Robert Shiller, he of the Case-Shiller Index (and therefore a reasonable symbolic candidate for 2008 Man of the Year, were it not for a certain presidential election), has an op-ed in The New York Times advocating a government program to subsidize financial advice for anyone, particularly low-income people. There is a lot to like about this idea. In Shiller’s proposal, the subsidy would only apply to advisors who charge by the hour and do not take commissions or fund management fees, so they would have no incentive to steer clients into particular investments or into unnecessary transactions. It seems reasonable that, if they had access to impartial advice, some people might not have taken on mortgages they had no hope of paying back or, more prosaically, some people might do a better job of budgeting and take on less credit card debt.
But I have one major reservation, which is that I’m not sure how good the financial advice would be. In my opinion, most financial advice floating around is worth less than nothing. To take the most obvious example: by sheer volume, the largest proportion of financial advice that exists (counting all advice that anyone gives to anyone else via any means of communication) is almost certainly advice on buying individual stocks, and the second largest is probably advice on choosing mutual funds. I am firmly in the camp that believes that whether or not stocks obey the efficent market hypothesis, it is not within the capabilities of any individual investor to identify stock trades that will have an expected risk-adjusted return higher than the market as a whole, net of transaction costs. I also believe it is not in within the capabilities of any stock mutual fund manager, and that all of the variation in risk-adjusted mutual fund performance can be explained by pure statistical variation. And even if I’m wrong about that, and there are a few exceptional fund managers out there, I don’t believe that any individual could distinguish the exceptional managers from the simply lucky ones; and even if he could, by the time he did he would be buying into a fund that had grown so big it was no longer capable of above-market returns.
If this is so, why doesn’t the market for financial advice take care of this problem?
Because that market has two major problems. First, you are unlikely to get rich advising people to buy a set of index funds and rebalance their portfolios every six months – not a lot of recurring business there. Most of the advice, as Shiller points out, comes from people who are biased – primarily people who are trying to sell you financial products that, in my opinion, are probably not good for you,* but also people trying to sell you books and magazines about which financial products you should buy.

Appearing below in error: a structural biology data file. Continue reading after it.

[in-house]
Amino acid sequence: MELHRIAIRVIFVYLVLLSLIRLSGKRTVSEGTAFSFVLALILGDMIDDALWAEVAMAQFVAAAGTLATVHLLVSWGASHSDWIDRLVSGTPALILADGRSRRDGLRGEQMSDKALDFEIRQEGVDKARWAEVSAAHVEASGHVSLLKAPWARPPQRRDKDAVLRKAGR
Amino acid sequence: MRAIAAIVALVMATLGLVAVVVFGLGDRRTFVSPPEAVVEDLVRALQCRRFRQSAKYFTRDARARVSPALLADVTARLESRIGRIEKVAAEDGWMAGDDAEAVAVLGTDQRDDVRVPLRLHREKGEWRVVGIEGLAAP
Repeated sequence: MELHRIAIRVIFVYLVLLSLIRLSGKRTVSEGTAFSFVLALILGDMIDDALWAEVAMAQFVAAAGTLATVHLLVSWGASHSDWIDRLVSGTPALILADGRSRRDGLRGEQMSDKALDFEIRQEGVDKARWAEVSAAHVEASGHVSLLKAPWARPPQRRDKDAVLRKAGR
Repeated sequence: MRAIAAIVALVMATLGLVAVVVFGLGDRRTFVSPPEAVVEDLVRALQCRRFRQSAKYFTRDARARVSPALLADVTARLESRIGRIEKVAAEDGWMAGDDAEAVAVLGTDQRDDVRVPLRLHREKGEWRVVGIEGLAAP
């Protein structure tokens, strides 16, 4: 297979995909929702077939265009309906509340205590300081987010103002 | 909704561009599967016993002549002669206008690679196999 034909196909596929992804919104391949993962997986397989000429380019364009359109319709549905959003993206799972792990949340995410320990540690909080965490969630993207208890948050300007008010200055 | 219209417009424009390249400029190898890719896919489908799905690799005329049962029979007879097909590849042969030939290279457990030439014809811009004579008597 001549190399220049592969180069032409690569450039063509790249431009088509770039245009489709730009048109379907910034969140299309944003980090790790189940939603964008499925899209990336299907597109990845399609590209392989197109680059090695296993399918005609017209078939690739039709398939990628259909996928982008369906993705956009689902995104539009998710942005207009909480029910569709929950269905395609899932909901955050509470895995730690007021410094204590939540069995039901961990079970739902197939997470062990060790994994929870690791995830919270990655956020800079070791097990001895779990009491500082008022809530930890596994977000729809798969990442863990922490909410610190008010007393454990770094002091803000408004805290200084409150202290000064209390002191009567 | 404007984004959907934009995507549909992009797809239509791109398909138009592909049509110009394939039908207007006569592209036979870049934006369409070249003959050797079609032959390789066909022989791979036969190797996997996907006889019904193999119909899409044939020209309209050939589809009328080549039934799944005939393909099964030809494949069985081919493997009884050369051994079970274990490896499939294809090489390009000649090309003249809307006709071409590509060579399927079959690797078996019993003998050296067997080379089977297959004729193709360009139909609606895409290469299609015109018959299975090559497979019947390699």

Second, people want to believe there is a way to get rich. The idea that, given a sufficiently liquid market, anything you happen to know about a company (say, because you read it in The Wall Street Journal) is already priced into the stock price is deeply unintuitive to the human brain. And the idea that you can only rely on a very low real rate of return – basically, the yield on Treasury Inflation-Protected Securities – is something many people simply do not want to accept.
When you get away from investing in securities, perhaps there is more value that financial advisors can provide. For example, they could help explain the detailed terms of various financial products, or help people understand their spending patterns and come up with budgets. So on balance perhaps Shiller’s proposal would do more good than harm. But the risk is it would expose even more people to the sales pitches of financial services companies, which would no doubt multiply their marketing to independent financial advisors several times over. I agree that lack of financial understanding is a significant societal problem, but given the powerful interests involved, I find it hard to come up with a good solution.
* When I was an executive at my company, and “wealth management” specialists made the mistaken assumption that I and my co-founders had a lot of money, I saw a proposal from a major investment bank to buy a product that was guaranteed to return more than a major index of international stocks. The catch was that the return was based on the value of the index alone, and did not include reinvested dividends, and therefore in every historical period I could find for reference this product would have lost me money (relative to just buying an index fund tracking the same index). When pressed, the advisor said his bank didn’t have a position on whether or not this was a good investment. The other side of the trade was being taken by another party who was paying the bank a 3% underwriting fee; in other words, in aggregate the parties doing the trade were bound to lose money, and the bank was going to pocket its fee.